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 Re:

Saints,

Brethren are speaking of what is written in the guidelines here:

Quote:
8. DIVISIONS AND QUARRELLING - Having a healthy discussion on a topic, doctrine or important issue is allowed on SermonIndex. But if the subject discussion becomes heated and there is quarrelling it would be better to agree with your brother publicly in what you can and and hold to what you believe against him privately. This calls for great maturity and wisdom in speaking in humility. It is better to agree with a brother that you are Christians and not divide over non-essentials. Let us go forward with meekness towards each other and having in mind the larger picture of the entire body of Christ. "I appeal to you, brothers, in the name of our Lord Jesus Christ, that all of you agree with one another so that there may be no divisions among you and that you may be perfectly united in mind and thought." (1 Corinthians 1:10). We have found that discussions pertaining to politics, conspiracy theories, calvinism/arminianism and others just produce strife and not the fruits of the Spirit so we ask saints not to start these discussion threads on SermonIndex.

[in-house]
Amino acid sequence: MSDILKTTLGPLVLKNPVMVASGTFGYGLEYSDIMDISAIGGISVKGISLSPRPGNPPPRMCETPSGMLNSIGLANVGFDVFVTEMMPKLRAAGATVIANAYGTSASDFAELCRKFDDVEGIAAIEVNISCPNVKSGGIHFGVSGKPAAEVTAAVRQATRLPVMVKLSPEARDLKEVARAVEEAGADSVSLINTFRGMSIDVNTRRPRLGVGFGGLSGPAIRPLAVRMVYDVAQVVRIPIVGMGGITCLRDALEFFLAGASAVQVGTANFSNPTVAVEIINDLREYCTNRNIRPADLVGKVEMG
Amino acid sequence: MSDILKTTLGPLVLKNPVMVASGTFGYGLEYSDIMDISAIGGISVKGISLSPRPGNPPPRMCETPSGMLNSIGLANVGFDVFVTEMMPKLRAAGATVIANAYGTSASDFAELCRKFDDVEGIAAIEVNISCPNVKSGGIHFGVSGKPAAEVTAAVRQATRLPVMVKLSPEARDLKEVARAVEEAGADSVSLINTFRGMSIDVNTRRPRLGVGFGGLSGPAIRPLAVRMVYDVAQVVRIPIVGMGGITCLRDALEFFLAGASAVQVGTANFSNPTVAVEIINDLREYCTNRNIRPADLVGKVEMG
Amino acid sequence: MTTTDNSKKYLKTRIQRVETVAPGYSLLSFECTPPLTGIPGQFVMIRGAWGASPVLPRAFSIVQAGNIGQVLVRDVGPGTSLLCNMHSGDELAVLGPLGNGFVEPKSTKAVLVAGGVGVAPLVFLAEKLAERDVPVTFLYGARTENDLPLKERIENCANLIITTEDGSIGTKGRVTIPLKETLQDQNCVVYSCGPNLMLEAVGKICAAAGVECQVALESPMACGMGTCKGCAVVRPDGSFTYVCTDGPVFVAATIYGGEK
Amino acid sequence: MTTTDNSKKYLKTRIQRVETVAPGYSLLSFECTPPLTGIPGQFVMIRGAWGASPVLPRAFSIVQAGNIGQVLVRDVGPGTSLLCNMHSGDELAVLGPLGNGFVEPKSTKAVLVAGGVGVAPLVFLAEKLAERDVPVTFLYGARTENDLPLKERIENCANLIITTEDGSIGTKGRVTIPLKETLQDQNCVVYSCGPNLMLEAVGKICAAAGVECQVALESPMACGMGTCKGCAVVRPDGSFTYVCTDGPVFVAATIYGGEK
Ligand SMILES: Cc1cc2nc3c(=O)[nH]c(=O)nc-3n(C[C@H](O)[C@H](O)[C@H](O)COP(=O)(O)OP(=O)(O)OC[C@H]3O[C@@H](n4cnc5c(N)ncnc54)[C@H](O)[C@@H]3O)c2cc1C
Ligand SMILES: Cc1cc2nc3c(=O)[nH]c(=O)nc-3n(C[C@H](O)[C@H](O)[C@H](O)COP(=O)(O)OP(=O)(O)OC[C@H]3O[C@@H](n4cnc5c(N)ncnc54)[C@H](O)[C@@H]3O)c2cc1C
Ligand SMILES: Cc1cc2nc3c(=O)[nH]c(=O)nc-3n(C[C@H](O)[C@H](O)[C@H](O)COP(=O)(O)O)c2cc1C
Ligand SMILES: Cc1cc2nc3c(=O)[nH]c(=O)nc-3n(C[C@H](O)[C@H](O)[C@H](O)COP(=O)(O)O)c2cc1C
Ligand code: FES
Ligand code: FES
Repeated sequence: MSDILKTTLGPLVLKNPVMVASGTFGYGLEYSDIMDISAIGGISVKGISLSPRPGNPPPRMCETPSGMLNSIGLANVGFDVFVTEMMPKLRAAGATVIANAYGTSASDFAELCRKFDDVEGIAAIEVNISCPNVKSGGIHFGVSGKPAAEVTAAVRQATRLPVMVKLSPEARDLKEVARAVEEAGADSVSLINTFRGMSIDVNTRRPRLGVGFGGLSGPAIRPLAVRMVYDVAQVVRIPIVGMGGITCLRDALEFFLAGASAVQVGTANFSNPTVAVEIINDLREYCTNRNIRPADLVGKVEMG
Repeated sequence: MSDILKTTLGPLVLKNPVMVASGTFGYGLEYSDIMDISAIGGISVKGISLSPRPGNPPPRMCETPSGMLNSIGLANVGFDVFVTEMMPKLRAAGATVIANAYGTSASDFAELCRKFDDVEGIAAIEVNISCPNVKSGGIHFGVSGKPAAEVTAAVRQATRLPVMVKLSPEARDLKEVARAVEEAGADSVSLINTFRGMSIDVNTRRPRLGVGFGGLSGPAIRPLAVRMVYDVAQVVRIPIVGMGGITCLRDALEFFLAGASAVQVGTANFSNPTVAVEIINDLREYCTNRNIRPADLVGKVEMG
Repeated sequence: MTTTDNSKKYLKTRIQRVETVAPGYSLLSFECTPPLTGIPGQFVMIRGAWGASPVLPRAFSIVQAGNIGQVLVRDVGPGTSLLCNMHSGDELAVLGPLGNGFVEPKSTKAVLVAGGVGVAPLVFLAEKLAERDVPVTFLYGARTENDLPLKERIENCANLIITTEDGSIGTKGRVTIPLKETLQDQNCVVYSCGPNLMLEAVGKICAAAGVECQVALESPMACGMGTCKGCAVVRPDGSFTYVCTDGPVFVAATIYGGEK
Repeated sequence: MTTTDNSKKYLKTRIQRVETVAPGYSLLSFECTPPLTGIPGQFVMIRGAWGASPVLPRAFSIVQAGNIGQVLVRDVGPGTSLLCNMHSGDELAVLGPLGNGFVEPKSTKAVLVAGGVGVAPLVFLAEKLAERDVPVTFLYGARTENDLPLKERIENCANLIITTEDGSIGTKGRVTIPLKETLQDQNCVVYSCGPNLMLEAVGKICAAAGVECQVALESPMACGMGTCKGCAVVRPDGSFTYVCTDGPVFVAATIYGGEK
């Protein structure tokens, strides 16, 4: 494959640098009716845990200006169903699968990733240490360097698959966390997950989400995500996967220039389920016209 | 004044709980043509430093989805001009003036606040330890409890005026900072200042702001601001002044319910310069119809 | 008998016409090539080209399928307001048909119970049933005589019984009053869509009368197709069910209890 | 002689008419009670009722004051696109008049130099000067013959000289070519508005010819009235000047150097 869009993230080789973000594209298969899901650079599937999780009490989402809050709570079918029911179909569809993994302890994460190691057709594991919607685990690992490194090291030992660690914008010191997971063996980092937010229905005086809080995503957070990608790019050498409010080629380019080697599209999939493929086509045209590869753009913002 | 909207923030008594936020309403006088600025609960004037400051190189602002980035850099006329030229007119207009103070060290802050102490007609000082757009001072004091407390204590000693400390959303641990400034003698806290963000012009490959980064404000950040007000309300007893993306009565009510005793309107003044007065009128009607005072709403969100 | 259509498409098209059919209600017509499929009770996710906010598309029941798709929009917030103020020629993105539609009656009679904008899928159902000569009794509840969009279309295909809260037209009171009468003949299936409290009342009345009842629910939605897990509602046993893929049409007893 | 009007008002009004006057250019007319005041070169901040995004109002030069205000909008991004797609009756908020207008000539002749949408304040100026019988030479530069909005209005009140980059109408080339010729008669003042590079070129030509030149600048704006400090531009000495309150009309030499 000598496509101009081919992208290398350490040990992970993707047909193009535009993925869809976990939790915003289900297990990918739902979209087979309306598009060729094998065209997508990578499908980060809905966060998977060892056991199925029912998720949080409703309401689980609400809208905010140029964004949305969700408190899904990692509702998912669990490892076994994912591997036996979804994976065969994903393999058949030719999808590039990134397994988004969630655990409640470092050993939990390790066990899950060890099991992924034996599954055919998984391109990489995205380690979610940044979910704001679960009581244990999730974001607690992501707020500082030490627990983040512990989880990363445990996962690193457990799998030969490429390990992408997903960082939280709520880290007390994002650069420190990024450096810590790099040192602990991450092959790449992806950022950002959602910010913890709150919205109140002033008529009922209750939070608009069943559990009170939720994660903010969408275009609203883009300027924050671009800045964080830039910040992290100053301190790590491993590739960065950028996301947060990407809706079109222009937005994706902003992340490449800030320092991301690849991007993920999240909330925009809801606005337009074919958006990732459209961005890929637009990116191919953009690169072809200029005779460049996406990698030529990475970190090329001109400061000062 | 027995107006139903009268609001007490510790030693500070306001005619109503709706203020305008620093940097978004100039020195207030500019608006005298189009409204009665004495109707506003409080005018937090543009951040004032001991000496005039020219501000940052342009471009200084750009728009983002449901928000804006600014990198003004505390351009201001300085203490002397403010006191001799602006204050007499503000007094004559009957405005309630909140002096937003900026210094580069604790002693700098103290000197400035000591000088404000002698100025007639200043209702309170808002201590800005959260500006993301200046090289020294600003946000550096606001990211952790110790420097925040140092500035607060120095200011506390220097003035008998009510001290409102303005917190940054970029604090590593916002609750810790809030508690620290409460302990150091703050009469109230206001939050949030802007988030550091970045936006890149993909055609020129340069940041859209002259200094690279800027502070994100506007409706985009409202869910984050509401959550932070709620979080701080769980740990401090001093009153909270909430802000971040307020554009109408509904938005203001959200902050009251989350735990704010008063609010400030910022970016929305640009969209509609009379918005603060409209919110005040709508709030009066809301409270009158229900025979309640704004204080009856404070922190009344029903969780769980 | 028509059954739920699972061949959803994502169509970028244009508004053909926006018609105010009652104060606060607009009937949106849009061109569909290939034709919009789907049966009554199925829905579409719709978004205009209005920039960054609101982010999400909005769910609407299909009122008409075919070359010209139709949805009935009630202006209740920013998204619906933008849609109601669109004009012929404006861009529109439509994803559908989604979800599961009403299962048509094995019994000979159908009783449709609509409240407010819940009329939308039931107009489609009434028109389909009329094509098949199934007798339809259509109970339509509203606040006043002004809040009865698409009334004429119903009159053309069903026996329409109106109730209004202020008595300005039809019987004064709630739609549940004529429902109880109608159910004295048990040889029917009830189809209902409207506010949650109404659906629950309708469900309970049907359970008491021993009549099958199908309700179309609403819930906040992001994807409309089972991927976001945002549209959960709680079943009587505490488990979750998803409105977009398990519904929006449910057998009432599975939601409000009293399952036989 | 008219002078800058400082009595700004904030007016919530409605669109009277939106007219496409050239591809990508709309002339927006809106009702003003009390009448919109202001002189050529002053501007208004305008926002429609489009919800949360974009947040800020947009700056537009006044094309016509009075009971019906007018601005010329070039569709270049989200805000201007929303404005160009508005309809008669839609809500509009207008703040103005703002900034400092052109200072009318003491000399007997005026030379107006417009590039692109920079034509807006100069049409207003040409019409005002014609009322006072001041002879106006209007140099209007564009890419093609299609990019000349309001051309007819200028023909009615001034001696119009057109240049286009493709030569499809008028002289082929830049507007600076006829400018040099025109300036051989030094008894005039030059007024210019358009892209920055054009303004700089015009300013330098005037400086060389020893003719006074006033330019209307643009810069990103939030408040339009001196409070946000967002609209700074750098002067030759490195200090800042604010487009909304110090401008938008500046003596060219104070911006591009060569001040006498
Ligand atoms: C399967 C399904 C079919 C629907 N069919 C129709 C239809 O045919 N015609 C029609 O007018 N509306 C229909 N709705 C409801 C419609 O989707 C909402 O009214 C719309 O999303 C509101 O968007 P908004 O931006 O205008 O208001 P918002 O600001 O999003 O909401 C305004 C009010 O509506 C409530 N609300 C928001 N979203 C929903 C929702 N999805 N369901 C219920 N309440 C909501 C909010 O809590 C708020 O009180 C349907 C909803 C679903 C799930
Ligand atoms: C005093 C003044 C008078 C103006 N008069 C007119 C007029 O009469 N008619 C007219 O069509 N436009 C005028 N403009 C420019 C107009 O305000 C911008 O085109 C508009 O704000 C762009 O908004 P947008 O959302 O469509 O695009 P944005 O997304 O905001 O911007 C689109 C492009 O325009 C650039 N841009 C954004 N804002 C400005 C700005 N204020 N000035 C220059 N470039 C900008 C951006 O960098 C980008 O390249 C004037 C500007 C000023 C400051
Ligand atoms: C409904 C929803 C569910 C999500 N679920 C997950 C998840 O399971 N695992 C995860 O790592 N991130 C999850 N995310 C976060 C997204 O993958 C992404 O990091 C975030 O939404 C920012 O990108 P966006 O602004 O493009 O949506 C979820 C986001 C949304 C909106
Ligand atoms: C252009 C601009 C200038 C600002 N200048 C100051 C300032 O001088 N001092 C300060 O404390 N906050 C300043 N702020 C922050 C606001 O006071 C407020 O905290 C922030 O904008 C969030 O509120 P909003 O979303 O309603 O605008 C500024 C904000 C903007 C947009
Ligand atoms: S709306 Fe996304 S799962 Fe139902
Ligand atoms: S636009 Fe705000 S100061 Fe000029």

We are not against calvinist brethren but ask that extremes in doctrines not be debated and that we would all encourage one another to James 1:22 OBEY the Word of God and be Disciples.

There are extremes on both sides of these doctrines and extreme men who took things too far. There is also alot of bad fruit of arguing over these things so that is why we do not encourage it at all on SermonIndex in the discussion forums.

As one brother pointed out it is not wrong nor unfruitful to speak of elements of God's Sovereignty and we 100% agree with this.


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SI Moderator - Greg Gordon

 2016/2/23 12:27Profile
yuehan
Member



Joined: 2011/6/15
Posts: 510


 Re:

Thanks Greg for the clarification.


Bearmaster,

Quote:
So brothers do we agree that the lost need to be reached???


The lost does need to be reached. I think the best way to do that is to ask God to teach us how to put on the new man.